The revival of U.S. downtowns is a mixed blessing that has brought brighter prospects for some and increased displacement for others. Over the past 30 years, developers and investors have been transforming old industrial buildings, turning them into trendy shopping centers and mixed-use spaces. The result? City centers that offer tourists and residents alike attractive urban spaces that are walkable, green, and filled with art. Here are 16 up-and-coming downtowns to watch.
How do you salvage city pride? By resurrecting and repurposing legacy buildings, thereby revitalizing the face—and spirit—of a downtown. The 20th century manufacturing hub of Rockford, Illinois, once known for its knitting and screw-making industries, is making a comeback thanks to private investment and state-run tax breaks that offer a 25 percent credit for renewal projects that qualify.
Urban renewal can be controversial, as demonstrated by Detroit’s “success” story. Headlines tout “Detroit’s Big Comeback” after its 2013 bankruptcy, but the buzz mainly surrounds investors like billionaire Dan Gilbert, who brought his Quicken Loans company to the Motor City. Yet while things do seem to be looking up, a new book warns that Detroit’s comeback is more myth than reality for the city’s poor.
Walkability is one of the major factors contributing to the resurgence of Indianapolis, the state capital. In 2013, the city completed its Cultural Trail, an eight-mile bike and pedestrian path that cost $63 million to build. The benefits of this ambitious project include increased urban connectivity, greater tourism, and economic growth.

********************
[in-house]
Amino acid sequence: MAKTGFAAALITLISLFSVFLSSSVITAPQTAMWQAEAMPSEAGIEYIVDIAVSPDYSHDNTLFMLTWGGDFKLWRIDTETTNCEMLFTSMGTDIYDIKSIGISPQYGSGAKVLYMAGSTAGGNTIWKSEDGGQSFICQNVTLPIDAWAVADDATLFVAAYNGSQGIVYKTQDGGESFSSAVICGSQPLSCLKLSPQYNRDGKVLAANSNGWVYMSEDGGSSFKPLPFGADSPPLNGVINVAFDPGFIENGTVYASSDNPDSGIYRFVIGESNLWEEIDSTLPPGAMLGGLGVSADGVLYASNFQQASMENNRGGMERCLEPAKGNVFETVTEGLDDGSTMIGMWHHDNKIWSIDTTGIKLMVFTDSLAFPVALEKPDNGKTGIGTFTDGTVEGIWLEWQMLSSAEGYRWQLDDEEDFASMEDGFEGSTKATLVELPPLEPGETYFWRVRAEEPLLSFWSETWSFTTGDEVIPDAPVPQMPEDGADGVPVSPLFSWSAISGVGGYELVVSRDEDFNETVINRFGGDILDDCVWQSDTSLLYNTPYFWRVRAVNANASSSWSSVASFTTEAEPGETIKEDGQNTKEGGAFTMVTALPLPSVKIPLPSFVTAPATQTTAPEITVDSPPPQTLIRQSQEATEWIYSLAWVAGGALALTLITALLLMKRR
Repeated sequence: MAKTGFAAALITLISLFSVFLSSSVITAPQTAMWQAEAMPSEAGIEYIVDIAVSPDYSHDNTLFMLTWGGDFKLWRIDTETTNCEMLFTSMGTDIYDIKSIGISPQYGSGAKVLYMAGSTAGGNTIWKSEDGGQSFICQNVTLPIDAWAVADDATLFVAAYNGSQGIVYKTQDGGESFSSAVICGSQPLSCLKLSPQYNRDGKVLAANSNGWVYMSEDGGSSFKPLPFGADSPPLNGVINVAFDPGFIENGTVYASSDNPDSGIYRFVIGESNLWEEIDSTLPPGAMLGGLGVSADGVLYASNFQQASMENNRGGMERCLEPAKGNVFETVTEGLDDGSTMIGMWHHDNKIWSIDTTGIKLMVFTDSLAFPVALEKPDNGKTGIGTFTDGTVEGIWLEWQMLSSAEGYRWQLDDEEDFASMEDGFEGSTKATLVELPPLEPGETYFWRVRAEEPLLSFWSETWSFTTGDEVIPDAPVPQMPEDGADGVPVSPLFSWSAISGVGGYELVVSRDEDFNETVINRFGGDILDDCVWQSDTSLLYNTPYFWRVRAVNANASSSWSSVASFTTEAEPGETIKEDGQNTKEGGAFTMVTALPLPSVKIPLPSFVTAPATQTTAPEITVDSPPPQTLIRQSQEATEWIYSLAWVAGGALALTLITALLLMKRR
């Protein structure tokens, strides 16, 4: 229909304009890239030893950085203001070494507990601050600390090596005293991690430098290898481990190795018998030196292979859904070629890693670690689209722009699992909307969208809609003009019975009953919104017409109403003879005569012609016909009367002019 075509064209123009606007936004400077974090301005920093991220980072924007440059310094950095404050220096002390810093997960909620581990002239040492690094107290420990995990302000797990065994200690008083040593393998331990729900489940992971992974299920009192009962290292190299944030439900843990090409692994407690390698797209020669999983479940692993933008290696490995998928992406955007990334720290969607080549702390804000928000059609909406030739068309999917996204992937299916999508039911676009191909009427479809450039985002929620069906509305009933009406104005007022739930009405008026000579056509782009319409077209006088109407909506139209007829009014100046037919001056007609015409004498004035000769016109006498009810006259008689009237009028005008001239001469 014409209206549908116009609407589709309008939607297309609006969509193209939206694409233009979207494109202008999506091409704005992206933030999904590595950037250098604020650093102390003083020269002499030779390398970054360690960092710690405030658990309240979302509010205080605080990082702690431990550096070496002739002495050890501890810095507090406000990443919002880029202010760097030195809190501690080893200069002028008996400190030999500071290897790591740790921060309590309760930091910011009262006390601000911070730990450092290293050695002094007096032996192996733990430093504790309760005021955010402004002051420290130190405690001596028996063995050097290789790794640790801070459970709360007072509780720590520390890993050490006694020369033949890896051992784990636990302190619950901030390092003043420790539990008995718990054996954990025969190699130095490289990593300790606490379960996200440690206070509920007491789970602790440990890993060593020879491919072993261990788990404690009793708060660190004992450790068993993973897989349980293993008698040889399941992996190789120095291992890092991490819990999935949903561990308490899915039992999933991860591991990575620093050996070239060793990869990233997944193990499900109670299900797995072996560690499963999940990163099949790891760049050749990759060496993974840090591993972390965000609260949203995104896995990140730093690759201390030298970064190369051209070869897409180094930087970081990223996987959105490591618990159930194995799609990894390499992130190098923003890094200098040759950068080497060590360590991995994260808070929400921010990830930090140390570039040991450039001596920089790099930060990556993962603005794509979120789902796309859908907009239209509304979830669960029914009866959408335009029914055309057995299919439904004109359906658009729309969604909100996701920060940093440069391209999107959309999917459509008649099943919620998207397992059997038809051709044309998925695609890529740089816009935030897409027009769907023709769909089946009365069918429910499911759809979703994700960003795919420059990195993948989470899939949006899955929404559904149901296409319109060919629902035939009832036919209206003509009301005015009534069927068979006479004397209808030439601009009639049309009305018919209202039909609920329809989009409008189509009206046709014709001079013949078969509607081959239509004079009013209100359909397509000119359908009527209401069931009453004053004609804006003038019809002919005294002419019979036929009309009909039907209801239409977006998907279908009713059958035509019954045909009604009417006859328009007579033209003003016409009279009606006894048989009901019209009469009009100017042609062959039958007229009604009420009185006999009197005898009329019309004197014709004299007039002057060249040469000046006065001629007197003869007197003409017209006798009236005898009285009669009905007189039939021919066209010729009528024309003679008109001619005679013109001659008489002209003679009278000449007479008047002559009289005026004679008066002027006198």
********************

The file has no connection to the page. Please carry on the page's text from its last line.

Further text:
Despite Hartford's storied past—Mark Twain wrote many of his famous works while living there—the city suffered a decline in manufacturing in the 1980s and '90s and the collapse of the real estate market in the 2000s. In recent years, improved public transportation and worker retraining programs have helped inject downtown Hartford with much-needed energy and opportunities.
Realtor.com’s number one downtown success story, Pittsburgh is experiencing noteworthy growth, buoyed by increased home values and a population that, while not growing, has stopped sliding. The efforts of the nonprofit Pittsburgh Cultural Trust are a big reason for the city's boom. The organization, founded in 1984, has renovated and constructed performance and gallery spaces, commissioned public arts projects, and created parks and recreation areas that draw residents and tourists to the 14-block Cultural District.
You would think that the state capital of California would be a happening place, but until recently that hasn't been the case. Thanks to a $3.2 billion investment, Sacramento, once a boring “government town,” is now generating buzz. City attractions include an up-and-coming restaurant culture, downtown residences, plenty of retail, a healthy start-up environment, and the Golden 1 Center, a $558 million event arena that opened in 2016 and is the home of the Sacramento Kings NBA franchise.
Birmingham has had a lot to overcome, including a reputation for deeply ingrained racism and an economic decline hastened by the demise of the steel industry in the 1980s. In recent years, developers have capitalized on the city's well-preserved historic buildings, revamping a closed Dr Pepper plant to create Pepper Place, an entertainment, dining, and retail destination that boasts one of Alabama's largest farmers' markets. As well, Railroad Park, a 19-acre green space completed in 2010, provides recreation areas and venues for concerts and cultural events. Birmingham is also an important stop on the U.S. Civil Rights Trail, which connects 110 sites across 15 states.